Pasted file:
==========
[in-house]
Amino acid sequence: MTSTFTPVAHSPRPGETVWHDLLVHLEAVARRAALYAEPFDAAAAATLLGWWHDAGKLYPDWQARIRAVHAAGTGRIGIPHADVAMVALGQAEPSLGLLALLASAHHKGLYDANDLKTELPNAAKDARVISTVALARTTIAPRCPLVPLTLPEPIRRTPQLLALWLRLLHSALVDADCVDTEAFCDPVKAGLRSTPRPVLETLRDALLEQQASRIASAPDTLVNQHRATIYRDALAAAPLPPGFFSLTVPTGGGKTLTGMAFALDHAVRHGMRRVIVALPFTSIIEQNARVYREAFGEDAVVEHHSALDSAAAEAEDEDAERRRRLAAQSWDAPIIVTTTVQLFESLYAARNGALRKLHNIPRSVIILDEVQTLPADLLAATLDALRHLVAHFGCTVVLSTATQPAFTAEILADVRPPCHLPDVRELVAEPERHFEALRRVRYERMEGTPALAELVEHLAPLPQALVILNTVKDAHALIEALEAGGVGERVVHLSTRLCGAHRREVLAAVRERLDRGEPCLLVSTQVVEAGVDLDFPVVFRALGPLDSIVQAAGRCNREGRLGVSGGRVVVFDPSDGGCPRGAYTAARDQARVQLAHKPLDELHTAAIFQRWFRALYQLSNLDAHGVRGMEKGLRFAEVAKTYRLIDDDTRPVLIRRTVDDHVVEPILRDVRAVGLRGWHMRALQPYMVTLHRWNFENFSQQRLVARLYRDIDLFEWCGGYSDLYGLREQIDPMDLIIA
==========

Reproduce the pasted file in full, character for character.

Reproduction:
[in-house]
Amino acid sequence: MTSTFTPVAHSPRPGETVWHDLLVHLEAVARRAALYAEPFDAAAAATLLGWWHDAGKLYPDWQARIRAVHAAGTGRIGIPHADVAMVALGQAEPSLGLLALLASAHHKGLYDANDLKTELPNAAKDARVISTVALARTTIAPRCPLVPLTLPEPIRRTPQLLALWLRLLHSALVDADCVDTEAFCDPVKAGLRSTPRPVLETLRDALLEQQASRIASAPDTLVNQHRATIYRDALAAAPLPPGFFSLTVPTGGGKTLTGMAFALDHAVRHGMRRVIVALPFTSIIEQNARVYREAFGEDAVVEHHSALDSAAAEAEDEDAERRRRLAAQSWDAPIIVTTTVQLFESLYAARNGALRKLHNIPRSVIILDEVQTLPADLLAATLDALRHLVAHFGCTVVLSTATQPAFTAEILADVRPPCHLPDVRELVAEPERHFEALRRVRYERMEGTPALAELVEHLAPLPQALVILNTVKDAHALIEALEAGGVGERVVHLSTRLCGAHRREVLAAVRERLDRGEPCLLVSTQVVEAGVDLDFPVVFRALGPLDSIVQAAGRCNREGRLGVSGGRVVVFDPSDGGCPRGAYTAARDQARVQLAHKPLDELHTAAIFQRWFRALYQLSNLDAHGVRGMEKGLRFAEVAKTYRLIDDDTRPVLIRRTVDDHVVEPILRDVRAVGLRGWHMRALQPYMVTLHRWNFENFSQQRLVARLYRDIDLFEWCGGYSDLYGLREQIDPMDLIIA